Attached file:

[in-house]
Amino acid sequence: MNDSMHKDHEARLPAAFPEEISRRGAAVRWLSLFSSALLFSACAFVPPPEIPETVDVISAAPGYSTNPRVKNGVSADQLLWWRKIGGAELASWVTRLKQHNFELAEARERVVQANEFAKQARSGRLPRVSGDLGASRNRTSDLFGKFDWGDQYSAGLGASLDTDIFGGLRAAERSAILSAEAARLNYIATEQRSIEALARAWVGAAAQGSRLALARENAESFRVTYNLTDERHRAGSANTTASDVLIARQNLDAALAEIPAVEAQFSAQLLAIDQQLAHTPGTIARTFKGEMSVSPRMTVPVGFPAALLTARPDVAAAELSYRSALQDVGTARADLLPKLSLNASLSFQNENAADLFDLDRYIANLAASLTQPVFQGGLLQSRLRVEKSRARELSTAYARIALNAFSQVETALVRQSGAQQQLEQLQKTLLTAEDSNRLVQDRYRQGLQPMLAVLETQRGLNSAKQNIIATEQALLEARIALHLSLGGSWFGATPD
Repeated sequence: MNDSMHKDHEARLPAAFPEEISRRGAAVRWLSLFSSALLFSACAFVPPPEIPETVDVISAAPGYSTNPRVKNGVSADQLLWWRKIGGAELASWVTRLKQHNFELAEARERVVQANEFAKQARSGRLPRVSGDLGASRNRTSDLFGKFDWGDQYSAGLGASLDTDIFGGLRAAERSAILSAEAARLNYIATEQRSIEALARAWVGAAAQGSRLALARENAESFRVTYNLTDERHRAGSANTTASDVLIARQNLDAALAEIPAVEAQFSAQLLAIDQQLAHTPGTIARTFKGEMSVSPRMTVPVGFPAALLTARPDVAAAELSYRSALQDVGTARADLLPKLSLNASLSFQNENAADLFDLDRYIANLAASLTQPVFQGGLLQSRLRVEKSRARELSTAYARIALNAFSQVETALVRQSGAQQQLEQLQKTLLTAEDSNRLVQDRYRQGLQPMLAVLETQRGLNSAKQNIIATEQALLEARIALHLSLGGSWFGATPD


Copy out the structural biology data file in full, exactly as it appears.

[in-house]
Amino acid sequence: MNDSMHKDHEARLPAAFPEEISRRGAAVRWLSLFSSALLFSACAFVPPPEIPETVDVISAAPGYSTNPRVKNGVSADQLLWWRKIGGAELASWVTRLKQHNFELAEARERVVQANEFAKQARSGRLPRVSGDLGASRNRTSDLFGKFDWGDQYSAGLGASLDTDIFGGLRAAERSAILSAEAARLNYIATEQRSIEALARAWVGAAAQGSRLALARENAESFRVTYNLTDERHRAGSANTTASDVLIARQNLDAALAEIPAVEAQFSAQLLAIDQQLAHTPGTIARTFKGEMSVSPRMTVPVGFPAALLTARPDVAAAELSYRSALQDVGTARADLLPKLSLNASLSFQNENAADLFDLDRYIANLAASLTQPVFQGGLLQSRLRVEKSRARELSTAYARIALNAFSQVETALVRQSGAQQQLEQLQKTLLTAEDSNRLVQDRYRQGLQPMLAVLETQRGLNSAKQNIIATEQALLEARIALHLSLGGSWFGATPD
Repeated sequence: MNDSMHKDHEARLPAAFPEEISRRGAAVRWLSLFSSALLFSACAFVPPPEIPETVDVISAAPGYSTNPRVKNGVSADQLLWWRKIGGAELASWVTRLKQHNFELAEARERVVQANEFAKQARSGRLPRVSGDLGASRNRTSDLFGKFDWGDQYSAGLGASLDTDIFGGLRAAERSAILSAEAARLNYIATEQRSIEALARAWVGAAAQGSRLALARENAESFRVTYNLTDERHRAGSANTTASDVLIARQNLDAALAEIPAVEAQFSAQLLAIDQQLAHTPGTIARTFKGEMSVSPRMTVPVGFPAALLTARPDVAAAELSYRSALQDVGTARADLLPKLSLNASLSFQNENAADLFDLDRYIANLAASLTQPVFQGGLLQSRLRVEKSRARELSTAYARIALNAFSQVETALVRQSGAQQQLEQLQKTLLTAEDSNRLVQDRYRQGLQPMLAVLETQRGLNSAKQNIIATEQALLEARIALHLSLGGSWFGATPD